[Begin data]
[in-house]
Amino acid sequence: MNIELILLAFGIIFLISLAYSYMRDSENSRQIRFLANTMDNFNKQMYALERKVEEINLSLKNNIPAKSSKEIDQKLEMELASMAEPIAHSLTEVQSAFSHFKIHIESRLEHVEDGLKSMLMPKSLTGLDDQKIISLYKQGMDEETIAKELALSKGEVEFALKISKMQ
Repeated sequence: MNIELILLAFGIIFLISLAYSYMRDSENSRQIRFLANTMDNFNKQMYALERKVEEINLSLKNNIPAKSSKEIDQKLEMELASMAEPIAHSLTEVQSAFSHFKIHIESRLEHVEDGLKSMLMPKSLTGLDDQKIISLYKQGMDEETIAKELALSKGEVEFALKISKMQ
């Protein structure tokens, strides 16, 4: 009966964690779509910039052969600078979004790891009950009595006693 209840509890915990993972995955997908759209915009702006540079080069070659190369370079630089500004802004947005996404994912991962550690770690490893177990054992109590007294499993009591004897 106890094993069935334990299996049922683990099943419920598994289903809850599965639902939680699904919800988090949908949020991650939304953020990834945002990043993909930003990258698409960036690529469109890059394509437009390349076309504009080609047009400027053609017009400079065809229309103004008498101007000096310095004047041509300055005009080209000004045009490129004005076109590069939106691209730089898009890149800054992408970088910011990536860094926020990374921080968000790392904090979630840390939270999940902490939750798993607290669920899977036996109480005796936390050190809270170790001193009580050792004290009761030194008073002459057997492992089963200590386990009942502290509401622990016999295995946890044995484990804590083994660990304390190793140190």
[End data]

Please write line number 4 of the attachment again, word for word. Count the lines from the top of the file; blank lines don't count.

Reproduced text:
């Protein structure tokens, strides 16, 4: 009966964690779509910039052969600078979004790891009950009595006693 209840509890915990993972995955997908759209915009702006540079080069070659190369370079630089500004802004947005996404994912991962550690770690490893177990054992109590007294499993009591004897 106890094993069935334990299996049922683990099943419920598994289903809850599965639902939680699904919800988090949908949020991650939304953020990834945002990043993909930003990258698409960036690529469109890059394509437009390349076309504009080609047009400027053609017009400079065809229309103004008498101007000096310095004047041509300055005009080209000004045009490129004005076109590069939106691209730089898009890149800054992408970088910011990536860094926020990374921080968000790392904090979630840390939270999940902490939750798993607290669920899977036996109480005796936390050190809270170790001193009580050792004290009761030194008073002459057997492992089963200590386990009942502290509401622990016999295995946890044995484990804590083994660990304390190793140190």